Simon is rediscovering writing after a 15 year hiatus, and wondering why he waited so long. He is a husband and father of three whose day job in lightning protection may someday provide a wealth of anecdotes for the next great American novel (although he’s Scottish by birth). Between work, home renovations, and child duty, he still manages to find time to write short stories and flash fiction. He graduated from Drexel University with a degree in Civil Engineering.


  1. Thanks for the opportunity, Livia. I had fun with it!

  2. Thanks for writing such an enlightening post about what many would choose not to talk about; the one that didn't make the cut. Some great advice in it, thank you. I'm relatively new to writing flash fiction (I usually write short stories around 2,500 or novels) so any and all advice about flash is greatly appreciated!

  3. Very informative post! Am member of the writing community that posts flash fiction every Friday (#fridayflash) so was particularly interested in reading your piece.

    Yes, there was plenty of good writing evident in your Cake and Coffee story. I was a little confused by the MC's "violent" outrage, but saw that she knows about her sister's bulimia.

    Figured out there must be plenty of backstory that has made her who she is.

    Interesting to see that the editors thought the MC was not likeable, so wouldn't be a good story for them. Hmm. Whether a MC is likeable or not shouldn't be issue; it's whether one cares about said character.

    Hard to do in flash fiction--since there's not enough time to get to know characters.

    But, thank you for sharing your work with us and helping us learn more about this business of writing!

  4. Thanks for this! I actually just entered a 100 word story into a competition and got second place, so reading about flash fiction and the mind is very, very interesting. I love the angle you are taking on creative writing. It makes me more aware of whats going on in my mind, and in the mind of my readers. Thanks!

    Sarah Allen
    (my creative writing blog)

  5. Emma:
    Short stories of that length are only a little bit longer than flash fiction, so you're almost there! Glad I could be of some assistance today.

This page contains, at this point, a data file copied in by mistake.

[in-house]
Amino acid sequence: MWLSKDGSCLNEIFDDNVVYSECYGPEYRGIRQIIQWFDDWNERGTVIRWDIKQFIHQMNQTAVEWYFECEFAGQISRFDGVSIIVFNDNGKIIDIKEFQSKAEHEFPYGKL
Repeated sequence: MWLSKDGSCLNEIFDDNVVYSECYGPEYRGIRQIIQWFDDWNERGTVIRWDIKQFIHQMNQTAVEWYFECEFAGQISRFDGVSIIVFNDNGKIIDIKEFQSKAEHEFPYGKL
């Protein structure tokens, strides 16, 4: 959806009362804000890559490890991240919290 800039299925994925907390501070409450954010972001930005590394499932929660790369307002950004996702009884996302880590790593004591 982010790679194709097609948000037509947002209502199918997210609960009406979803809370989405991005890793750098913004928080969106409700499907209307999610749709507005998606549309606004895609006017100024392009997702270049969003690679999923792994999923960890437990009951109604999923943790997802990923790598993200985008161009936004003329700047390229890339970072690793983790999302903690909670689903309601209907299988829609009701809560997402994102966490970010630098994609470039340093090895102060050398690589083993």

I don't mind unlikable characters at all. I think, though, that the combination of an unlikable MC with an almost random act of cruelty killed this piece for me (and the editors at FFO). Rereading, do I care about Jean? No. I gave myself no reason to.

    I'm happy to share, though. Thanks for reading!

    Congrats on the 2nd place! That's great. I love very short stories. Every now and then I try to write a story-in-a-sentence, or a story under 100 words. It's always a challenge to invest such brevity with real meaning.

  6. Good analysis! I am learning more about flash fiction every week. One of these days... :)

  7. Haha! Alright, I was right on, baby...I should be an agent. Marvelous analogy, Simon. I really should have you critique my work. Seriously. You're brilliant at this sort of thing. Why aren't you an editor? Oh yes, because you're a writer. And there's that whole lightning rod thing...Zeus and whatnot.

    Livia, excellent blog. I love your take on writing. A scientific approach to an art form...beautiful. I'll have to investigate more closely.

  8. Thanks, Carol! Glad you liked it. And yes, Livia's blog is quite intriguing. But if she asks to look at your brain, even if she says it's for research purposes only, I wouldn't let her. I still haven't decided if that's a real brain she's looking at on the book in the photo up there. (Hey, it could have been painted white. Who knows?)

    Wait. Sorry, Livia, for bringing the silly to your comment section. I do that sometimes...

  9. That brain belongs to the last person who brought silly to my comment section.

  10. I guess I'll spare you this once, since you did just write me a guest post... :-)

  11. With regards to flash fiction, its not style or substance, but the sort of verve and panache to pull off a story within confines.